Genealogists - those who accurately can trace a line of family descent through generations - are sometimes misunderstood. It's easy to confuse them with services that sell generic information about last names and even coats of arms with dubious scholarship.
But the work of professional genealogists involves detective-like legwork and prodigious research. David McDonald, based in Madison, Wis., has needed to comb libraries across the nation, haunt courthouses, scour parish registries in Germany and tramp more cemeteries than he can count.
McDonald is certified by the Board for Certification of Genealogists, although there is no certification requirement in the trade. The work is most often a vocation of passion more than financial rewards.
Even the most dedicated typically need a day job, often as librarians or archivists. McDonald is a pastor in the United Church of Christ.
"Genealogy can be a tough field in which to earn a full-time living," he said in an email interview.
Q. How do you describe what you do?
A. Assemble and document connections in families to help folks understand their relationships and family connections.
Sometimes it's for a court when there's an inheritance or property issue needing resolution.
Other times it's to help a person conduct their own research. I volunteer in the national genealogical community as a board member. I lecture at conferences across the country.
Q. How did you become a genealogist?
A. As a junior high student in suburban Chicago, I had a class assignment to do a family tree. I contacted my mom's aunt, who sent me copies of excerpts from books that others had compiled on the family.
I thought that was really neat, to be listed in a book.
That next summer, I was introduced to some of my grandmother's extended family and they sort of adopted me as one of their own.
This connected me to a whole realm of relatives I'd never knew existed. From those two events, I've been off and running.
Q. Is there renewed interest in the U.S. in genealogy?
A. Genealogy resurfaces as a popular hobby every couple of years. Part of its popularity is the ease with which information can be found these days.
When I started, it was letters, stamps and envelopes, long-distance phone calls.
With the tools available through Internet search engines, and the commercial genealogical service providers working to put more and more material online, it's a simple task to connect both with information and with others who are actively researching their families.
Of course, that's where I often come in. When folks do a lot of digging, it's easy to make the mistake of 'the-name's-the-same' and misconnect people into a family who don't belong there.
I also think that people want, as much as ever, to know who they are. We don't live for generation upon generation on the family farm or hometown as much as we once seemed to do.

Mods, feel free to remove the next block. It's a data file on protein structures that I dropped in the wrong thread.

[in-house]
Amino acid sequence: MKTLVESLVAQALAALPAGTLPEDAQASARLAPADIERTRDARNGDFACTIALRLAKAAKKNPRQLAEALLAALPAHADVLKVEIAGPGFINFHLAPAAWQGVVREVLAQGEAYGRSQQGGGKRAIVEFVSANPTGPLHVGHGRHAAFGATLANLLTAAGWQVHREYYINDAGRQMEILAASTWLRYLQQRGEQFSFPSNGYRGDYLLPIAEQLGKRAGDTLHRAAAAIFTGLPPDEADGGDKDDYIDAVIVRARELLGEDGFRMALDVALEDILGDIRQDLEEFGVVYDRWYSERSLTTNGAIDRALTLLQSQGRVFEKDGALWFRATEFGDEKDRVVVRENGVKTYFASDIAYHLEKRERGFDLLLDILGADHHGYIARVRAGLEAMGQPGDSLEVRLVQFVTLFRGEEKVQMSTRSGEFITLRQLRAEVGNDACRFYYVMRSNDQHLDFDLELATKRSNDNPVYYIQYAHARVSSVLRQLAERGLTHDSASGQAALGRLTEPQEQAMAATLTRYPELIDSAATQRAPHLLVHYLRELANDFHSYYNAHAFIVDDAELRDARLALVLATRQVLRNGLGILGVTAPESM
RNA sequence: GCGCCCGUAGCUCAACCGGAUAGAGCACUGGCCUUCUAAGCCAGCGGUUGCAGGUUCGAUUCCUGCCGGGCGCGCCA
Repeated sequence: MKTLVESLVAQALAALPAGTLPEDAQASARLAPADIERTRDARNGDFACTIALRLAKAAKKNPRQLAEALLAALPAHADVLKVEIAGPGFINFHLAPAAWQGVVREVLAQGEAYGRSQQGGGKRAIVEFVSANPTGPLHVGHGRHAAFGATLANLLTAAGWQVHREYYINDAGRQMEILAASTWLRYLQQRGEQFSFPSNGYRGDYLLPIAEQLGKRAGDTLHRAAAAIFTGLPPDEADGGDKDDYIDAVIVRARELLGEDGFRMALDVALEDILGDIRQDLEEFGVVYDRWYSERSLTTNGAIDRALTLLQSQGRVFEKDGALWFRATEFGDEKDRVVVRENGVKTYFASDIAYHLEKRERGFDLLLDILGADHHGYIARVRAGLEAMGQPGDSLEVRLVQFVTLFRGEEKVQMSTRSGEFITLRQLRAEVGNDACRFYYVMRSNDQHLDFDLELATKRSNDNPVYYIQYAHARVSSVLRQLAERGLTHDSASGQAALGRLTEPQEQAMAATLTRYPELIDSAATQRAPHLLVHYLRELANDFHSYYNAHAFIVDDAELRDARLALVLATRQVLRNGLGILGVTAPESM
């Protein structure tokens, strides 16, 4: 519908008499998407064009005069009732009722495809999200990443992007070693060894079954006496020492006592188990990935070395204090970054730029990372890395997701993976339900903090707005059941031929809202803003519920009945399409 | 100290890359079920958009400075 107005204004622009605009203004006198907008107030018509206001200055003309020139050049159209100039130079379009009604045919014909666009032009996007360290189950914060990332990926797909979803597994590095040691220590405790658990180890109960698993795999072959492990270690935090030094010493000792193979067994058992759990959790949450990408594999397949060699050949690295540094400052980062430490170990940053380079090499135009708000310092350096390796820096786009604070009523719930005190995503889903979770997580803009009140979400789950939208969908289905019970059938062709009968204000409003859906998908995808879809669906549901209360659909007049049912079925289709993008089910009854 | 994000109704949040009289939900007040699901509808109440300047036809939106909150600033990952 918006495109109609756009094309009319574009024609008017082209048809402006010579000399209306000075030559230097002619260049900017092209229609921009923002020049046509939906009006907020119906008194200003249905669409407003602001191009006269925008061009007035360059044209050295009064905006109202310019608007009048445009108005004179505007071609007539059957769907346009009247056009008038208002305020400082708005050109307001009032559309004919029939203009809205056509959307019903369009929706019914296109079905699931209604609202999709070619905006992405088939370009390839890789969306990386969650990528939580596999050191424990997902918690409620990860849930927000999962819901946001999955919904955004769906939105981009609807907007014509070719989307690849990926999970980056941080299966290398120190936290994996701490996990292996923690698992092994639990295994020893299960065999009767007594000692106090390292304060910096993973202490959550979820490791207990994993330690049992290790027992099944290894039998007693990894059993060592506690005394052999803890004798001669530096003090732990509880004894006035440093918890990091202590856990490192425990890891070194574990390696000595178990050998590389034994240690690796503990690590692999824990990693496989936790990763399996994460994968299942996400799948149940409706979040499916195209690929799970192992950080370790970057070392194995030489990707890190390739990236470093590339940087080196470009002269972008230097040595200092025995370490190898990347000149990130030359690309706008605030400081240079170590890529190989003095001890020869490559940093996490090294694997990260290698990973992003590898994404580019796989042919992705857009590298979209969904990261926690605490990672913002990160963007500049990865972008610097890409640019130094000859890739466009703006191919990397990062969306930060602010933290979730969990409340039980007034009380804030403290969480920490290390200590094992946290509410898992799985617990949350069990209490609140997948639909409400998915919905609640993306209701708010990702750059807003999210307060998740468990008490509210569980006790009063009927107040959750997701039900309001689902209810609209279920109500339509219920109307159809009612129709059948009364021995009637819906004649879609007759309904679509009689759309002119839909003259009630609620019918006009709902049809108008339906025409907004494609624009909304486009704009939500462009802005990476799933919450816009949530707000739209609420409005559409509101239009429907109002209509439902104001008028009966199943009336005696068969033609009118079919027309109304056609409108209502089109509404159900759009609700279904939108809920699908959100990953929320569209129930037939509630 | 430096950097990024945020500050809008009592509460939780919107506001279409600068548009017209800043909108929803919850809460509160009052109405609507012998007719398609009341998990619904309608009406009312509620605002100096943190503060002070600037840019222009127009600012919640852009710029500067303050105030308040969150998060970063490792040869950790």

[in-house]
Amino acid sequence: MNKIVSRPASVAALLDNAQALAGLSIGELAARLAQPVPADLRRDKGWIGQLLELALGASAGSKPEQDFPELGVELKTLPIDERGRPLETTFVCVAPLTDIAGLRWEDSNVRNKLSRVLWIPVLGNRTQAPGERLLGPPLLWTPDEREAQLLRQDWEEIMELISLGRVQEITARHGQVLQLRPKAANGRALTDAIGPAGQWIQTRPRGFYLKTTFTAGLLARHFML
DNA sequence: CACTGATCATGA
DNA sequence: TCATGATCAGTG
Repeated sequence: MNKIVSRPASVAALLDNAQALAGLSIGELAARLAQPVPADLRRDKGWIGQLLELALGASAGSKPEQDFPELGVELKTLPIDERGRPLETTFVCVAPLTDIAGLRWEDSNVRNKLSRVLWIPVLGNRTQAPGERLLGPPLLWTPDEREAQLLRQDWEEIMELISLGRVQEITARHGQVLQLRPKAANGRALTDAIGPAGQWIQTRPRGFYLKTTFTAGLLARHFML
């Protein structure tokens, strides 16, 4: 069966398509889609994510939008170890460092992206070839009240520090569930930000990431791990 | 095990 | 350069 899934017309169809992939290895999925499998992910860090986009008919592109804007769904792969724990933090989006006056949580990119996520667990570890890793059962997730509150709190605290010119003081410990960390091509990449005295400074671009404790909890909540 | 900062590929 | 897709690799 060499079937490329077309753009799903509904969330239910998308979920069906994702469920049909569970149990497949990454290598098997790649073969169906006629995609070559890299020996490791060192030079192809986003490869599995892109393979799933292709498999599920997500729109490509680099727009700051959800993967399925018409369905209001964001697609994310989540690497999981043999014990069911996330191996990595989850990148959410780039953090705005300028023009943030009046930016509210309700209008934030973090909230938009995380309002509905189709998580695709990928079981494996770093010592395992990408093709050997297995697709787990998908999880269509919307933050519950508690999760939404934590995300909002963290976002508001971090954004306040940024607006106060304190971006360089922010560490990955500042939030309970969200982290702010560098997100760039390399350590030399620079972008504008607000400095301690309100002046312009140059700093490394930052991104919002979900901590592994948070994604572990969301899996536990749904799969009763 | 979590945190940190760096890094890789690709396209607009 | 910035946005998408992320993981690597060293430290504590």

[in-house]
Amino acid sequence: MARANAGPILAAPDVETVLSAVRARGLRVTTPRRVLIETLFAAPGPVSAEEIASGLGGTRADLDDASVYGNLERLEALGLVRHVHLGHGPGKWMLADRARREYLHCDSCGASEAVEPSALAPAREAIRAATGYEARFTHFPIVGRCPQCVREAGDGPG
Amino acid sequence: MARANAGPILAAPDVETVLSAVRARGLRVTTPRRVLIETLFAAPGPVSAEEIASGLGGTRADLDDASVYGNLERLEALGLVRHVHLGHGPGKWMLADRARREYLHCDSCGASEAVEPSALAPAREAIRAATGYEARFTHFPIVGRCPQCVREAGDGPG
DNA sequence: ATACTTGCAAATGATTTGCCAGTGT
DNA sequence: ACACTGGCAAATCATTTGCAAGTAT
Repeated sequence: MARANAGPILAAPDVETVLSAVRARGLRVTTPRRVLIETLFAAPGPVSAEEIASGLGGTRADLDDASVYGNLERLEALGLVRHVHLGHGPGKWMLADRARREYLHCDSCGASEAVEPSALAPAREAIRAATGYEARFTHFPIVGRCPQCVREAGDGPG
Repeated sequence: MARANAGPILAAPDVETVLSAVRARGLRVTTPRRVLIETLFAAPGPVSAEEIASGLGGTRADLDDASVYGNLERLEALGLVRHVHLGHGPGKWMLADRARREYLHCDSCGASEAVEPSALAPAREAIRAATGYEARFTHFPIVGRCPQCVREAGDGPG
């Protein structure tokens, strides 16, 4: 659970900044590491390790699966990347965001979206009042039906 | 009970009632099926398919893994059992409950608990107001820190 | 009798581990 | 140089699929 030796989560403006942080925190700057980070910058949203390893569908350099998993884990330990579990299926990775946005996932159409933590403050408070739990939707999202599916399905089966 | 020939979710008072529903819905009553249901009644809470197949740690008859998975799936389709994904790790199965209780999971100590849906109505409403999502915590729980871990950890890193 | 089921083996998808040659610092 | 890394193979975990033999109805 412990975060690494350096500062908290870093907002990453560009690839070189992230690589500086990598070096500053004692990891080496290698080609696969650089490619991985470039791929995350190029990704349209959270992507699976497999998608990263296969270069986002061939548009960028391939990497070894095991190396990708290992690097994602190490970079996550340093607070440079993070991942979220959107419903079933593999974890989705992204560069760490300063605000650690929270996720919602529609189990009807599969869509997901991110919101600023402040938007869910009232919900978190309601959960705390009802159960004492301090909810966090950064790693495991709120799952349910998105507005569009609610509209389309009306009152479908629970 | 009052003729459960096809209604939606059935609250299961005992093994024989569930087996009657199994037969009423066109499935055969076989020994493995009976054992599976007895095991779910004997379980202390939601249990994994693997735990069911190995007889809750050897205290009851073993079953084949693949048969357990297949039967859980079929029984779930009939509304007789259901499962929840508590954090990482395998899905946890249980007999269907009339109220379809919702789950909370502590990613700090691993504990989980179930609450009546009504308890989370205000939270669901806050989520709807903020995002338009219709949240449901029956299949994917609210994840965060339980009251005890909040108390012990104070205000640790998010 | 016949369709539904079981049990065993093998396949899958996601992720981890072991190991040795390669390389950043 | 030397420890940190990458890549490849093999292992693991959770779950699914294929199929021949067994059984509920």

Q. Has the Internet changed this sort of work?
A. It has revolutionized the way in which researchers share material.
Used to be carbon paper, manual typewriters and thick manila envelopes filled with typed pages taking weeks to prepare and distribute were the norm.
Photographs, if they could be located, were rarely copied for others because the holders feared the originals wouldn't be returned.
Q. Do you work full time as a genealogist? How do genealogists earn a living?
A. Most genealogists lecture at club gatherings and conferences, and while the pay is not very good, it does help build a network of colleagues. Lots of folks work elsewhere for a day job. A number work as librarians.
I know a number who work as forensic genealogists to identify military veterans' remains, recovered from World War II, Korea and Vietnam.
Many work as archivists for colleges, universities and church-related organizations.
Q. Is there special training for this work?
A. I earned the credential Certified Genealogist under the Board for Certification of Genealogists in 2004.
I was required to submit a portfolio containing research reports, complete complex research tasks related to the evaluation and interpretation of evidence, and demonstrate family connections over a three-generation span for a family.
Every five years, we are required to submit a similar portfolio to renew our credential.
Q. Have you ever unearthed an astonishing secret of history in some family?
A. Oh, illegitimacy. Incest. Stolen inheritances, to name a few.
Perhaps the most presentable secret was confirming that my great-grandfather died after a night out drinking with the boys in 1903.
As they were staggering home from the tavern that early winter night, he stepped into the path of the morning milk wagon while crossing the Illinois River bridge and run over.
The family version had it that he was waylaid while on his way home from a meeting of the Knights of Columbus, which is to say coming home from church.
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